Monday, 5 November 2012
Symphony III and Foyer (Loews Vanderbilt Hotel)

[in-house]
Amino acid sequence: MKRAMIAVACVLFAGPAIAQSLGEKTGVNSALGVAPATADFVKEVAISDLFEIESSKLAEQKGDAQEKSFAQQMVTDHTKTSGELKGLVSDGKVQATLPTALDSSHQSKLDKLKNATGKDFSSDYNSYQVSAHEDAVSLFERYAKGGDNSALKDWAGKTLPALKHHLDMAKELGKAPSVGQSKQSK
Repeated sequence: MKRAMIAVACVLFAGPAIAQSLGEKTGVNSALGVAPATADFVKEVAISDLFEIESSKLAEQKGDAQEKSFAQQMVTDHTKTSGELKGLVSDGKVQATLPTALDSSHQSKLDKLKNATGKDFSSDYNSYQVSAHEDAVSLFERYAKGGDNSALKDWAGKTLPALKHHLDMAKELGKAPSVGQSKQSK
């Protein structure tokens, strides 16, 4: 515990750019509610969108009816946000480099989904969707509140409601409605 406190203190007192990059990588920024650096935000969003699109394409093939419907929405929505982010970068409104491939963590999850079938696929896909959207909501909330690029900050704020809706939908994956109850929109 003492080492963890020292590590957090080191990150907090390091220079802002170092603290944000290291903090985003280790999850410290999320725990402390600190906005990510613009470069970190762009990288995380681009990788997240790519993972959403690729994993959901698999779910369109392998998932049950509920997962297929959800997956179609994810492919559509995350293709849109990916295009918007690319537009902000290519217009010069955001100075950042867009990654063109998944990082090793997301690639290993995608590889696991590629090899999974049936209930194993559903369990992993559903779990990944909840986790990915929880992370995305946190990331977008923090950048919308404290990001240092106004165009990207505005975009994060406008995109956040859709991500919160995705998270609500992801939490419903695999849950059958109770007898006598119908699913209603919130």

Outflows sometimes become triggers of tornado outbreak. We succeeded to experimentally simulate the generation of supercell and non-supercell tornadoes (Sassa and Takemura 2009) by using dry ice mist as the cold air of outflow. Unfortunately, the outflow simulator cannot control and maintain the characteristics of outflow even the size of dry ice and water temperature are fixed. If we control the height and speed of the gust front that is a leading edge of the outflow, we can investigate orographic effect of tornado outbreak and tornado intensity affected by environment. The present experimental study aims to develop the controllable outflow generator and demonstrate the generation of non-supercell tornado. The outflow simulator designed by us is shown in Fig. 1. We employed thermoelectric cooling modules to chill airflow. The temperature and velocity of the outflow can be changed by the control of the thermoelectric cooling modules and the fan, respectively. The outflow generated by this apparatus was found to stably hold same condition more than 2 hours. The velocity profile becomes a low-level jet type in X > 100 mm, which shows the outflow has the nature of gravity current. As shown in Fig. 2, billow pattern is clearly observed both sides of the outflow, which is induced by shear instability. The vertical vorticity concentrates in such billow. Then, non-supercell tornado can be easily reproduced by the updraft made by another fan as shown in Fig. 3. We will report the relation between the horizontal shear and tornado intensity.
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